Take control of an elite cadre of players, but be warned: This tournament is more than mere baseball
By Tim Warden, Fri., Jan. 27, 2006
MARIO SUPERSTAR BASEBALL
Mario and Luigi (Italian plumbers), Yoshi (laconic dragon), Peach (princess), and many of their dearest friends have all bravely accepted Bowser's (terrifying megalomaniacal turtle) invitation to compete in Mario Superstar Baseball. Take control of an elite cadre of players, but be warned: This tournament is more than mere baseball. In addition to navigating outfields fraught with carnivorous plants, sandstorm generators, and biting Klaptraps, your team will play several minigames with names like "Piranha Panic." Use your skills to accumulate coins, buy exotic equipment, and decimate your rivals. Each defeated rival becomes a new, powerful ally, making you (in time) an unstoppable force of fireball pitches, outstretched-tongue left-field grabs, and giant-gorilla homerun punches.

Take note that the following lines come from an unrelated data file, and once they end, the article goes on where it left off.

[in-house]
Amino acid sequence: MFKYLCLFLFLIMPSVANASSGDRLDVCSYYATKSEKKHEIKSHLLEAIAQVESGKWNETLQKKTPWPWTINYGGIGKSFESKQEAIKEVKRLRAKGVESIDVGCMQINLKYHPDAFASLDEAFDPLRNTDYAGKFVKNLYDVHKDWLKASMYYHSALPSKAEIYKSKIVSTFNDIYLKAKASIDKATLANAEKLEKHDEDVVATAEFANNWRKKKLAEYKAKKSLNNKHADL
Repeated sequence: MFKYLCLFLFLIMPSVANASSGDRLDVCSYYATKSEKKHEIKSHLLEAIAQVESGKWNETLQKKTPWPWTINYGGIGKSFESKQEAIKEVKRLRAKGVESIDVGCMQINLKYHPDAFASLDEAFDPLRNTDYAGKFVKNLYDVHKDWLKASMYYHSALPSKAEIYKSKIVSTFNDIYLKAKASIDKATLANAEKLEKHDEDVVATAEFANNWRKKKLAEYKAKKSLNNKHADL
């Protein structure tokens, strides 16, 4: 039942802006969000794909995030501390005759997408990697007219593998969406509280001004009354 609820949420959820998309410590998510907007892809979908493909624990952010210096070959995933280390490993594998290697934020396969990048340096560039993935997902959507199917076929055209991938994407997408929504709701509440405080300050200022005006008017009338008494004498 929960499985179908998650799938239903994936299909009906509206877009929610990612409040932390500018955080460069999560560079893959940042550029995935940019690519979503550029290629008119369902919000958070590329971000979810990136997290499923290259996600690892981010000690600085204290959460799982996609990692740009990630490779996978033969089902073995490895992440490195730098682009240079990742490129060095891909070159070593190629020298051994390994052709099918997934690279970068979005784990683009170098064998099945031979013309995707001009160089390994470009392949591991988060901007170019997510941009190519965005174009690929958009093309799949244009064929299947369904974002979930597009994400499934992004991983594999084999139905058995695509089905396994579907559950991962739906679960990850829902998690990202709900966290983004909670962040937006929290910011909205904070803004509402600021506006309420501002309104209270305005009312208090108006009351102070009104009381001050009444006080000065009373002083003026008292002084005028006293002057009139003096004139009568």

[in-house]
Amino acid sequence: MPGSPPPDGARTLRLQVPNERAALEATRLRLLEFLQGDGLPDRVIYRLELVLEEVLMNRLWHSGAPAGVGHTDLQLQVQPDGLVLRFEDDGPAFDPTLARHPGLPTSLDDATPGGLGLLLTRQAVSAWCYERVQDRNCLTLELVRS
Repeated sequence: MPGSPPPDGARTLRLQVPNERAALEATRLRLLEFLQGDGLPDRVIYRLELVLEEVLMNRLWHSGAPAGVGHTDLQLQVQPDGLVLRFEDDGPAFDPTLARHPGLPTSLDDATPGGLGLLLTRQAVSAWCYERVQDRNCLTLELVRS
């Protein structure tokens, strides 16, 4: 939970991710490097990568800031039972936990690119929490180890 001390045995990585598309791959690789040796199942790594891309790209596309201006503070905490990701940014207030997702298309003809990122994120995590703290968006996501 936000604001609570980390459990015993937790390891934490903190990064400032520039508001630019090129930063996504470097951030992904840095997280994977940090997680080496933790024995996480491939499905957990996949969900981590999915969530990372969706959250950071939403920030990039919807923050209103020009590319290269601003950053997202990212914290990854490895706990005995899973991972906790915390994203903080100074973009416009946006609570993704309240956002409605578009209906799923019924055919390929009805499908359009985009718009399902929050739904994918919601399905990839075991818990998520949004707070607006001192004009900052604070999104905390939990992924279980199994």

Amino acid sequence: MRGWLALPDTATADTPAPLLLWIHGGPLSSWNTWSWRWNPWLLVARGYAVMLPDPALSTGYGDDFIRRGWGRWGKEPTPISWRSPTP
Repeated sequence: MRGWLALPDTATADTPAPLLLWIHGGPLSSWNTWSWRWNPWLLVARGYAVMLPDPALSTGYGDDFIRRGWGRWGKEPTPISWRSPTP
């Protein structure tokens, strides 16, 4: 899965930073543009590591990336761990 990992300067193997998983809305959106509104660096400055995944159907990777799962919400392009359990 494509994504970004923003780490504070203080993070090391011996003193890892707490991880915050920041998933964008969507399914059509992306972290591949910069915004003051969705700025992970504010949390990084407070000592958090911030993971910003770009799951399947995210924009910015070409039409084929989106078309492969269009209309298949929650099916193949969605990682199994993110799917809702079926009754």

One quickly notices similarities to the popular Mario Party series, but it's important to note that these playful elements don't interfere with what makes traditional video-game baseball enjoyable. The gameplay revolves around charging up your swings and pitches by holding down the A button and then cunningly releasing the button at the right moment, which feels natural. What feels unnatural is the fact that your base runners never tag up when your hitter flies out unless you hit the right button at the right time, which you won't do without practicing a lot. Consequently, your opponents turn an improbable number of triple plays, leading to much hair-pulling. It's a surmountable gaffe in gameplay, but it makes the learning curve that much steeper. In turn, this game, while targeting a younger audience, offers much to adults seeking the sort of whimsy they've grown up expecting from Nintendo. Still, you can expect to dive for fly balls, time your swings for an opposite-field hit, and use a serious changeup to make batters look plain silly.